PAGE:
3.5. Analysis of Variance: Nitrate Reductase  Activity, Chlorophyll, Boron, Iron, and Nitrogen

Analysis of variance showed that NRA, B, and Fe were significantly affected by year, variety, and shade, with shade being the major source of variability except for Fe where year was the main source of variability (Table 2). For NRA, B, and SB the effect of variety on these variables depended on year because of the significant year × variety interaction. Chlorophyll concentration and N were not significantly affected by year, but were influenced by genotype, and shade, and these effects were similar each year. Structural B was affected by genotype, year × genotype, and genotype × shade, indicating that not only was the effect of genotype significant, but also that the genotypic effect was influenced by year and shade. Both total B and SB were significantly affected by genotype× shade (Table 2), indicating that the effect of treatment depended on the genotype.

3.6. Mean Value: Nitrate Reductase Activity, B, Fe, and N

Genotypes PI 80480, PI 84976-1, Pella86, and DSR- 3100 RR STS showed that NRA, B, Fe, and N were higher in unshaded plants than in shaded plants in 2005 and 2006. Nitrate reductase activity, B, Fe, and N were not consistent in PI 587982A and PI 603723. Structural B and structural B percentage (the contribution of structural B to the total B) was higher in unshaded than in shaded in PI 587982A and PI 603723 in 2005 and 2006. However, SB was higher in shaded than in unshaded in PI 80480 in 2005 and 2006. Structural boron percentage was consistently higher under shade than under unshade in PI 80480, PI 84976-1, DSR-3100 RR STS, and Pella 86, but consistently higher under unshaded than under shade in higher germinability lines PI 587982A and PI 603723, suggesting that different distribution mechanisms of structural boron exist between genotypes. The higher NRA, B, Fe, and N concentrations under unshaded than under shaded may be due to higher light intensity under unshaded conditions, leading to higher photosynthesis (providing the energy source for NRA), and possibly higher uptake rate and nutrient translocation from vegetative tissues (source) to seed (sink), especially for B, Fe, and N. This response cannot be generalized because PI 587982A and PI 603723 had inconsistent response. The uptake and assimilation of B, Fe, and N have been previously reported to be related [55]. The higher concentrations of B, Fe, and N under unshaded conditions were accompanied by higher seed protein and oleic acid, but lower oil, linoleic and linolenic acids. This trend was shown in most of varieties. The relationship between seed nutrients and seed protein, oil, and fatty acids was previously reported [18,35].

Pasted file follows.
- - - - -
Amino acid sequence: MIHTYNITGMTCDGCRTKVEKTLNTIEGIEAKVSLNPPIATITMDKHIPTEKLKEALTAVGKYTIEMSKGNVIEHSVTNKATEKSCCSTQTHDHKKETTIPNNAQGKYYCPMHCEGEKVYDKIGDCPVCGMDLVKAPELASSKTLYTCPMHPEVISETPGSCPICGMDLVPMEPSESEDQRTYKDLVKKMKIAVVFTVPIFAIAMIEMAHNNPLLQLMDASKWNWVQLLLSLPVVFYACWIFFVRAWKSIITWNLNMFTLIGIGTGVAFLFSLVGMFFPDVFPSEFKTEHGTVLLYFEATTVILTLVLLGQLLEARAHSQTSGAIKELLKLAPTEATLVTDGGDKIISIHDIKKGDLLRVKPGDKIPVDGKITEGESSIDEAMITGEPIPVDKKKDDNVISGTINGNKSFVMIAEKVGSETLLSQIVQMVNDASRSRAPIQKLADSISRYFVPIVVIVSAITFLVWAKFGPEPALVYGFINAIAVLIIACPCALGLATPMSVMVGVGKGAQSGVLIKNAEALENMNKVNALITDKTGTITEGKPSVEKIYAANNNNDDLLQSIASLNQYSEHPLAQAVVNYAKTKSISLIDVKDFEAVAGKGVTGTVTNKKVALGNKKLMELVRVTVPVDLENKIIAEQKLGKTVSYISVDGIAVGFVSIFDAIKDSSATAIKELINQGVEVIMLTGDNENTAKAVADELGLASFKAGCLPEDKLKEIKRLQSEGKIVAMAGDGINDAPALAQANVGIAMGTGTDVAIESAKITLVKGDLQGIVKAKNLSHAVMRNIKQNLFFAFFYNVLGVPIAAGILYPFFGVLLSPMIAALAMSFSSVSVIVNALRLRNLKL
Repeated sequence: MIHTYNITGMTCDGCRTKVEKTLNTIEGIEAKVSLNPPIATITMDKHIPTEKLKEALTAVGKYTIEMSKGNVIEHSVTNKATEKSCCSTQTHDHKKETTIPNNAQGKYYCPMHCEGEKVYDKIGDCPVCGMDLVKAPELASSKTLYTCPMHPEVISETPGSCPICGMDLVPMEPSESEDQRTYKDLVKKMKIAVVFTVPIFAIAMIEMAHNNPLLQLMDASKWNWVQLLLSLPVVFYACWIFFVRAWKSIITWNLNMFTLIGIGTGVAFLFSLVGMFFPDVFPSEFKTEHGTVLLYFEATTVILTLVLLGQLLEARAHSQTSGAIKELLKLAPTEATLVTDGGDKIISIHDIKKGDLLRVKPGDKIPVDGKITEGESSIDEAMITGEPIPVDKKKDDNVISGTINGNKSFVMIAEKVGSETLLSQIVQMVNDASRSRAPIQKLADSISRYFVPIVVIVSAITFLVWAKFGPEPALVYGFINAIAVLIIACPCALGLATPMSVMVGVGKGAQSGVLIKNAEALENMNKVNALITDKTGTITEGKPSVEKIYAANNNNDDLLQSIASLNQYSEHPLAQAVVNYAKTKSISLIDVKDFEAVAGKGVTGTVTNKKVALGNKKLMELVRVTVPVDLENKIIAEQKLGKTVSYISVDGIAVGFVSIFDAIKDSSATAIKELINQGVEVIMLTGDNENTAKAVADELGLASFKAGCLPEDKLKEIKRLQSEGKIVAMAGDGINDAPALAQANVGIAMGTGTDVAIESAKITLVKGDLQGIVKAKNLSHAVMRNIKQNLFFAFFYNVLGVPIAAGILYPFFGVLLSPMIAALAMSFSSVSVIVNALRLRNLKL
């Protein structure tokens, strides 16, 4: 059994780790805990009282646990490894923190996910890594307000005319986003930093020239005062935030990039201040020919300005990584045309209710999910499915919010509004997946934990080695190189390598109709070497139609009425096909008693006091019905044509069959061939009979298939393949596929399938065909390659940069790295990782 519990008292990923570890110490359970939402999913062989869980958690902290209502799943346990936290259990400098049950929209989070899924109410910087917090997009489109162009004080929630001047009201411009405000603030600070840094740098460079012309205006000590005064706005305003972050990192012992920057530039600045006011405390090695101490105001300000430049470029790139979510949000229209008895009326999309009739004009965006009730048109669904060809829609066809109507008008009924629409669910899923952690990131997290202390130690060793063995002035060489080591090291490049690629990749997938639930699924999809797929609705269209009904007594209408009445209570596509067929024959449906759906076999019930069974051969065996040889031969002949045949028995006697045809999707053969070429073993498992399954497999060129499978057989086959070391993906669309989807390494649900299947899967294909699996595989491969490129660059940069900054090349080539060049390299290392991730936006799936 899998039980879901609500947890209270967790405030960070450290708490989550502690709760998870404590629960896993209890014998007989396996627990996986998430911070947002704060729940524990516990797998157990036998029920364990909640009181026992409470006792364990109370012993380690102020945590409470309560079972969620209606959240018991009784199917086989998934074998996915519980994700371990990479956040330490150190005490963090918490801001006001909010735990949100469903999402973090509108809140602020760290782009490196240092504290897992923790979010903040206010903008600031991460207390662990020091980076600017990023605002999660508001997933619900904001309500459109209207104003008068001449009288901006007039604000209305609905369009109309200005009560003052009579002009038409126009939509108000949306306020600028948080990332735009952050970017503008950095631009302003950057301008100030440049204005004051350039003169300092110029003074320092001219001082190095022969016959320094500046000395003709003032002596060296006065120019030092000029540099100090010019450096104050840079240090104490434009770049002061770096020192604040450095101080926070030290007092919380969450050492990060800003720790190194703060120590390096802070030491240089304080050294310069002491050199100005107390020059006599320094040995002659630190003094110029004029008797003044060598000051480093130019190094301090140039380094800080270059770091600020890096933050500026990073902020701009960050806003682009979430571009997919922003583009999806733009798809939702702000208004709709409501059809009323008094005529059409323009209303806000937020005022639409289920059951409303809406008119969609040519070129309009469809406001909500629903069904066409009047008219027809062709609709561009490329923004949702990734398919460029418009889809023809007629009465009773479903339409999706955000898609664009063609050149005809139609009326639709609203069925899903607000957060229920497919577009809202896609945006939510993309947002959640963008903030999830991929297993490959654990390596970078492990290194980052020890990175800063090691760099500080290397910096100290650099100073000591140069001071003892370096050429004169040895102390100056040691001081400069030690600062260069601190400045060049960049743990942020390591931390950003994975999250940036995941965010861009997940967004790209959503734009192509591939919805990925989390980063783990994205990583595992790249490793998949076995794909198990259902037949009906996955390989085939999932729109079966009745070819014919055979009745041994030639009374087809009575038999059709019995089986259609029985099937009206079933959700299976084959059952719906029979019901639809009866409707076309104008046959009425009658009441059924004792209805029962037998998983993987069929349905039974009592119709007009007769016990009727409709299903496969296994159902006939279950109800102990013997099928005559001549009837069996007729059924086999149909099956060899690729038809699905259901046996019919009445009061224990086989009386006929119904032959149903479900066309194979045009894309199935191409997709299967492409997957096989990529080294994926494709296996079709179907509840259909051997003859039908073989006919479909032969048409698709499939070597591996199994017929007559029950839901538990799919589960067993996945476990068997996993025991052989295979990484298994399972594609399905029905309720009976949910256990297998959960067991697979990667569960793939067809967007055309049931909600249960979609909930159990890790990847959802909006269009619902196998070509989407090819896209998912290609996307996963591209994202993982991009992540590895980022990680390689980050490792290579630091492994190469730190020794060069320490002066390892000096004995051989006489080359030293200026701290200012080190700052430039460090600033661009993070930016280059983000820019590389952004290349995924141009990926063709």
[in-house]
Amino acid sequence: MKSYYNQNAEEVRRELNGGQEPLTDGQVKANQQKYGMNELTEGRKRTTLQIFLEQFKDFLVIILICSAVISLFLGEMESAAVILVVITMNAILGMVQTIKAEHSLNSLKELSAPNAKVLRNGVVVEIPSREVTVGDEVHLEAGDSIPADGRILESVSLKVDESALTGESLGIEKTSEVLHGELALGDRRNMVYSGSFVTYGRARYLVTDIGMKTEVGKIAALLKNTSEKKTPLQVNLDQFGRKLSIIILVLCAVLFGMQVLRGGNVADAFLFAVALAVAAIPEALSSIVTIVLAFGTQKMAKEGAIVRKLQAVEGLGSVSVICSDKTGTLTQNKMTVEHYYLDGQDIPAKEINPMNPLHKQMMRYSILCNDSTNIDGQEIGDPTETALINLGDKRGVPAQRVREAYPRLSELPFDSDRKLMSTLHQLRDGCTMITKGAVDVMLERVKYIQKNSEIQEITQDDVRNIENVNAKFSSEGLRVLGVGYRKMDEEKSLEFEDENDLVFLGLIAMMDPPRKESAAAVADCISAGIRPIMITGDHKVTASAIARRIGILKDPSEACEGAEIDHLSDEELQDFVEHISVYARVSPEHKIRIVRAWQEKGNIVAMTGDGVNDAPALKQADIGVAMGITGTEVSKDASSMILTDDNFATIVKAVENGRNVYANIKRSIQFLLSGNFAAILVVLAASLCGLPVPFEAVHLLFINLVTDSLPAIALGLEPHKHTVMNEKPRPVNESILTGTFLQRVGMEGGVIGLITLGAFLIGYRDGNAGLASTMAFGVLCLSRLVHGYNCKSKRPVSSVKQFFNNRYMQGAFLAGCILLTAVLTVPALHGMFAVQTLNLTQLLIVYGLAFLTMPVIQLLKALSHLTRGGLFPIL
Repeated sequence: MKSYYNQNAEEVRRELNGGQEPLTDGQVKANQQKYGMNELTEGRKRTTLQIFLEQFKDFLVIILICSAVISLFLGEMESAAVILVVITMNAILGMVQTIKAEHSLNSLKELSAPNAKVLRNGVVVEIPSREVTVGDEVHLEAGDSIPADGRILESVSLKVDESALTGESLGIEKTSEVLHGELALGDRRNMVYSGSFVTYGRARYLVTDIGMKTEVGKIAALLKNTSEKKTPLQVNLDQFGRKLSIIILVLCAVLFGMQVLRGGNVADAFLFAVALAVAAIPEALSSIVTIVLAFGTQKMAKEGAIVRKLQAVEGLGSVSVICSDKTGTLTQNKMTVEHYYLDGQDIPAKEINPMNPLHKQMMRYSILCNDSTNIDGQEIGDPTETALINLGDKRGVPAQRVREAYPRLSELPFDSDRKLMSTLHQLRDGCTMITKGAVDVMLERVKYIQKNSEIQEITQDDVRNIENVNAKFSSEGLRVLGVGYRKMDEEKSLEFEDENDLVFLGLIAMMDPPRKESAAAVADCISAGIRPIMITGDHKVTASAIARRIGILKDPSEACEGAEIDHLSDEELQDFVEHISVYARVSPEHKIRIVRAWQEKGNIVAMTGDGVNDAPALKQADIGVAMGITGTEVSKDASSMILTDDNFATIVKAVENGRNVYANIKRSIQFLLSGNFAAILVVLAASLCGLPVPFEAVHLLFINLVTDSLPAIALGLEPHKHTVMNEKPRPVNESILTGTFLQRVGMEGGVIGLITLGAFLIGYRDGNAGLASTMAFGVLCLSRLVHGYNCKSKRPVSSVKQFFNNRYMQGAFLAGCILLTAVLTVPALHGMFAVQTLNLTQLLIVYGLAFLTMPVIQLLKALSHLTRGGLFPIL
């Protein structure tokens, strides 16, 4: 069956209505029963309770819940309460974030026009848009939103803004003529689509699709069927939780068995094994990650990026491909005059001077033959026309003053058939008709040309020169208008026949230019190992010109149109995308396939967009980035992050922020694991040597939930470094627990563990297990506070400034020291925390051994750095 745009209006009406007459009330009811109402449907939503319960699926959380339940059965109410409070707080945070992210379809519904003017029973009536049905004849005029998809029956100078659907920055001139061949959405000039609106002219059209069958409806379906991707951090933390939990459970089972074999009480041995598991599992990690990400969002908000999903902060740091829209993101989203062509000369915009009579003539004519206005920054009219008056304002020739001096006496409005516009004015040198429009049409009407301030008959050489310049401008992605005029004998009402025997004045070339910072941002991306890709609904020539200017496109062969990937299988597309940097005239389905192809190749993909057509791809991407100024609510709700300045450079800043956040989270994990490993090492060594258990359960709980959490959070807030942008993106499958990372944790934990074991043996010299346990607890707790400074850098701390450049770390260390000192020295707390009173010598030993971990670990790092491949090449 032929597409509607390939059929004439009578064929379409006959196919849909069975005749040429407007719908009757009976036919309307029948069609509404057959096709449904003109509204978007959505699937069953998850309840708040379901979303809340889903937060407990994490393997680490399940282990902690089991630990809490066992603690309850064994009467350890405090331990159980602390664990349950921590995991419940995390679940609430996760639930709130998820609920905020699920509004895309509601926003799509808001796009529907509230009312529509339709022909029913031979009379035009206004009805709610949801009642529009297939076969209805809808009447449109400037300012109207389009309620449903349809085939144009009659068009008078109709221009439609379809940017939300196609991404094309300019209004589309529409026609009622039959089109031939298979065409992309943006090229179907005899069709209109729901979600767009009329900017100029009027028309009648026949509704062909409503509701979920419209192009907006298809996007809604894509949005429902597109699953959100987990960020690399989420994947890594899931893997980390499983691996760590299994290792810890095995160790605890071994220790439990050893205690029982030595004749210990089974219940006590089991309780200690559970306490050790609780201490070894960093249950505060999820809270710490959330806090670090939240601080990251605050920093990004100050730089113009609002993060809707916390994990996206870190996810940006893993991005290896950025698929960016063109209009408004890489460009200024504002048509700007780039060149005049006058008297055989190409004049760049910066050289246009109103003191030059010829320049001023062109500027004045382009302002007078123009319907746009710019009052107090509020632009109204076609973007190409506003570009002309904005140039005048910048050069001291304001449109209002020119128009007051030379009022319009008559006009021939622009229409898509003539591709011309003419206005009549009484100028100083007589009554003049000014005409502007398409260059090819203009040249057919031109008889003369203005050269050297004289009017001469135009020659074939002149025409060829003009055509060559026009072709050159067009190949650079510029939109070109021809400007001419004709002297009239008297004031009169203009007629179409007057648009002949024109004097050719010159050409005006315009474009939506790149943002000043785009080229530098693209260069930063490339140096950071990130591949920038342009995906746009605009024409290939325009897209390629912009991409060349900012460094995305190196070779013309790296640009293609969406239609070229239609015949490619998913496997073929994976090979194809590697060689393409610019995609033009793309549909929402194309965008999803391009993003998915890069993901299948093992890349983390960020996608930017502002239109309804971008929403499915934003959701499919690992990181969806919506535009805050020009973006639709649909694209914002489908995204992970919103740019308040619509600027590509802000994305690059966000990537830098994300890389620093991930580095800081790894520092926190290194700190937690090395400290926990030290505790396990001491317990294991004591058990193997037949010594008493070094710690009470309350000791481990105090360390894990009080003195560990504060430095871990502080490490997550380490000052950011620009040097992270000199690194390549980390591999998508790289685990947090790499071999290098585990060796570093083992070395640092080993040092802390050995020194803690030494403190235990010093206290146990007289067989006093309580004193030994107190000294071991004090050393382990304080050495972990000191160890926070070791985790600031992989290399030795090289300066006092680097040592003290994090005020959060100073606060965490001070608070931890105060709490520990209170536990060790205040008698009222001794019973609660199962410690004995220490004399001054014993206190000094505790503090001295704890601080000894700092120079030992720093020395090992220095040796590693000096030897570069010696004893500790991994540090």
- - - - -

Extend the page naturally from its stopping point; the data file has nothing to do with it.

Our results indicate higher NRA, chlorophyll, B, Fe, and N values under unshaded than under shaded conditions, possibly due to higher light intensity and higher nitrate availability under unshaded conditions. Furthermore, when nitrate was added to the nitrate reductase assay buffer to measure potential NRA (PNRA) in leaves of shaded plants, higher (30% higher) PNRA was observed compared with that in unshaded plants, indicating less nitrate availability in leaves in shade (data not shown). This is supported by previous research [18,29] that under lower light intensity, NRA and nitrate availability decreased. The relation between soil mineral nutrition and seed protein, oil, and fatty acids [56], and between leaf and seed mineral nutrition and seed protein, oil, and fatty acids [18,57] was previously shown and support our results. The different response of seed constituents and minerals to the interaction between year and shading and variety may be due to different growing conditions of temperature and solar radiation (Table 5), and this supports previous research [18,35].

3.7. Correlations between Germination, Structural B, and Seed Composition